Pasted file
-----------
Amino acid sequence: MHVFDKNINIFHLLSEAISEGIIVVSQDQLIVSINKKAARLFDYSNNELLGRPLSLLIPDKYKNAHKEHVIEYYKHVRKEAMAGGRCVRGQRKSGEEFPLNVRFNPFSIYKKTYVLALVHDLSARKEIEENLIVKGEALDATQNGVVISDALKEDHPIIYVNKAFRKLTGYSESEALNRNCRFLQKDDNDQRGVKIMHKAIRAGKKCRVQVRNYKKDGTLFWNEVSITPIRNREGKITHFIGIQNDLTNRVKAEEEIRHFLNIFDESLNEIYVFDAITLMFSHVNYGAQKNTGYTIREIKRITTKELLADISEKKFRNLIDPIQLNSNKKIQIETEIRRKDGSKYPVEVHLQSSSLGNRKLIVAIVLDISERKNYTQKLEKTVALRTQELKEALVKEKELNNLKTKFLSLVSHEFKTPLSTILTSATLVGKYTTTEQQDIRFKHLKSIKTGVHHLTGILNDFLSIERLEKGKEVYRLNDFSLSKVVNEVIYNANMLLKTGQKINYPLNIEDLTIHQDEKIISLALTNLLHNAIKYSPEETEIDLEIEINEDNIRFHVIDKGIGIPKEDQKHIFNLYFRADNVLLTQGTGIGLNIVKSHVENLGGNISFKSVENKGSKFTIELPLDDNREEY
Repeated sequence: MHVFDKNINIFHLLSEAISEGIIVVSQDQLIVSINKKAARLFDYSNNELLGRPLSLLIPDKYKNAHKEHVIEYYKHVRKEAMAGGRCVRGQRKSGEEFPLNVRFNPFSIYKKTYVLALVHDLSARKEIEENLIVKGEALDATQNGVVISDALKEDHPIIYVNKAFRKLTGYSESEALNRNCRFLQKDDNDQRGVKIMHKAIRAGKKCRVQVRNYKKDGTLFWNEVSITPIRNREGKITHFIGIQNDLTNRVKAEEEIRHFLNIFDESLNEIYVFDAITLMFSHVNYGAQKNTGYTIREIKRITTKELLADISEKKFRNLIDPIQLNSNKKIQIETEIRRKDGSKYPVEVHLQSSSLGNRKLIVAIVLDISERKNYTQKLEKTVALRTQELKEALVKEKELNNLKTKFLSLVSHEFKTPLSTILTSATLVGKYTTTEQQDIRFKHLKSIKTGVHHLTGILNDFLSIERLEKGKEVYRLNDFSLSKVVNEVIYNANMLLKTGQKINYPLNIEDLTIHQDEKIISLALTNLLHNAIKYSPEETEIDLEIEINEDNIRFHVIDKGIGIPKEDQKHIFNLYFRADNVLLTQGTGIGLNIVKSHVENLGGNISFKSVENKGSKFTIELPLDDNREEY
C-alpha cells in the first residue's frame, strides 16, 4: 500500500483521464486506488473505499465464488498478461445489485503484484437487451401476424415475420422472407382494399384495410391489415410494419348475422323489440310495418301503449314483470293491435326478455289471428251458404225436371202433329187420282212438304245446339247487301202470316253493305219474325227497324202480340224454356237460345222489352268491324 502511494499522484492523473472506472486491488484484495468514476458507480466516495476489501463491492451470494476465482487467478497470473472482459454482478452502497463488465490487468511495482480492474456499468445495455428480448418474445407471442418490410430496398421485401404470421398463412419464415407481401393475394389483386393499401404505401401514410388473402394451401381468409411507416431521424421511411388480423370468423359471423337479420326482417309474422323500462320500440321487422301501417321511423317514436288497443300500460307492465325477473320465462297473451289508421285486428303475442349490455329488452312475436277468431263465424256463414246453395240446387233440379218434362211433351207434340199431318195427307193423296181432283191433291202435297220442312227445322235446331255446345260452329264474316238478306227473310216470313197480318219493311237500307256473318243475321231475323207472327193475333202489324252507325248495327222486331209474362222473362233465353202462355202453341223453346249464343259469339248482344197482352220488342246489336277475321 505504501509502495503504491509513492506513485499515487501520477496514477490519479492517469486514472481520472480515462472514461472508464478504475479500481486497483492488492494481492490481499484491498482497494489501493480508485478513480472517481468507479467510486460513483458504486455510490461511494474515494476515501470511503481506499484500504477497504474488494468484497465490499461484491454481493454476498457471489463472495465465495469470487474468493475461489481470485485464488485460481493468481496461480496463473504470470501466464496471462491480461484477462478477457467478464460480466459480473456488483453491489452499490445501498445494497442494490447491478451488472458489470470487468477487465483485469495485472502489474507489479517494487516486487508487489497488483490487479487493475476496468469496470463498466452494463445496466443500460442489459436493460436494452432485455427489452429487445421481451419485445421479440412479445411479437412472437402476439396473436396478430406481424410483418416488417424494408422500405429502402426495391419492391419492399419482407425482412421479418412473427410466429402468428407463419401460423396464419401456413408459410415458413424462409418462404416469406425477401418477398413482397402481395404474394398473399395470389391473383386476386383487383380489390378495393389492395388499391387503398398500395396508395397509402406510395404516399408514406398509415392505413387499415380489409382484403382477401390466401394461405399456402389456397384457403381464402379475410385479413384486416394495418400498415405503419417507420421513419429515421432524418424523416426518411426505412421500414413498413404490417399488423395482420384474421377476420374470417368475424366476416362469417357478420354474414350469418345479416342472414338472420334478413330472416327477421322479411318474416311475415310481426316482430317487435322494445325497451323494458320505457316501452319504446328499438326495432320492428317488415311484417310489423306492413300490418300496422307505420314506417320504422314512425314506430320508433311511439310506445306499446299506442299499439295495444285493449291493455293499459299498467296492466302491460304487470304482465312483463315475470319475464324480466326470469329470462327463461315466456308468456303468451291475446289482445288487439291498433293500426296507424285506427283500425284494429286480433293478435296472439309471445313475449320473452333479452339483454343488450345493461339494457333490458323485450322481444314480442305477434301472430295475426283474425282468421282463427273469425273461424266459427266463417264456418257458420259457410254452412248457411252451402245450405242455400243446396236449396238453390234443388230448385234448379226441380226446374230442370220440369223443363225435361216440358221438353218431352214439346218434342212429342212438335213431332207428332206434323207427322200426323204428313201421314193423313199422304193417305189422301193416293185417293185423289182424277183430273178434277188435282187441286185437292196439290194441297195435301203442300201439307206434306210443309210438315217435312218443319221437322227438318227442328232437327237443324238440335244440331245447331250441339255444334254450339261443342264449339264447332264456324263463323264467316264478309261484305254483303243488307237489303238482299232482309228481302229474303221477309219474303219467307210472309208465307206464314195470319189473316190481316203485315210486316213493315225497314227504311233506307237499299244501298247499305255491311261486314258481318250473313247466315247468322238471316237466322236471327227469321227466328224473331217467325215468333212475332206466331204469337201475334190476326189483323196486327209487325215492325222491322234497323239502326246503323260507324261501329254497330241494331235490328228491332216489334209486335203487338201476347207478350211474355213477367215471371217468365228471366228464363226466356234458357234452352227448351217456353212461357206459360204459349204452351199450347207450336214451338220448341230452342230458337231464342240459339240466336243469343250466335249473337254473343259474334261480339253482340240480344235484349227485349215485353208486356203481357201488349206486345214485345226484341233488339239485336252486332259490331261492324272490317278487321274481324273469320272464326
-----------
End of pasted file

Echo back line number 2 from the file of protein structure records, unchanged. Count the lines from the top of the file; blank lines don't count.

Repeated sequence: MHVFDKNINIFHLLSEAISEGIIVVSQDQLIVSINKKAARLFDYSNNELLGRPLSLLIPDKYKNAHKEHVIEYYKHVRKEAMAGGRCVRGQRKSGEEFPLNVRFNPFSIYKKTYVLALVHDLSARKEIEENLIVKGEALDATQNGVVISDALKEDHPIIYVNKAFRKLTGYSESEALNRNCRFLQKDDNDQRGVKIMHKAIRAGKKCRVQVRNYKKDGTLFWNEVSITPIRNREGKITHFIGIQNDLTNRVKAEEEIRHFLNIFDESLNEIYVFDAITLMFSHVNYGAQKNTGYTIREIKRITTKELLADISEKKFRNLIDPIQLNSNKKIQIETEIRRKDGSKYPVEVHLQSSSLGNRKLIVAIVLDISERKNYTQKLEKTVALRTQELKEALVKEKELNNLKTKFLSLVSHEFKTPLSTILTSATLVGKYTTTEQQDIRFKHLKSIKTGVHHLTGILNDFLSIERLEKGKEVYRLNDFSLSKVVNEVIYNANMLLKTGQKINYPLNIEDLTIHQDEKIISLALTNLLHNAIKYSPEETEIDLEIEINEDNIRFHVIDKGIGIPKEDQKHIFNLYFRADNVLLTQGTGIGLNIVKSHVENLGGNISFKSVENKGSKFTIELPLDDNREEY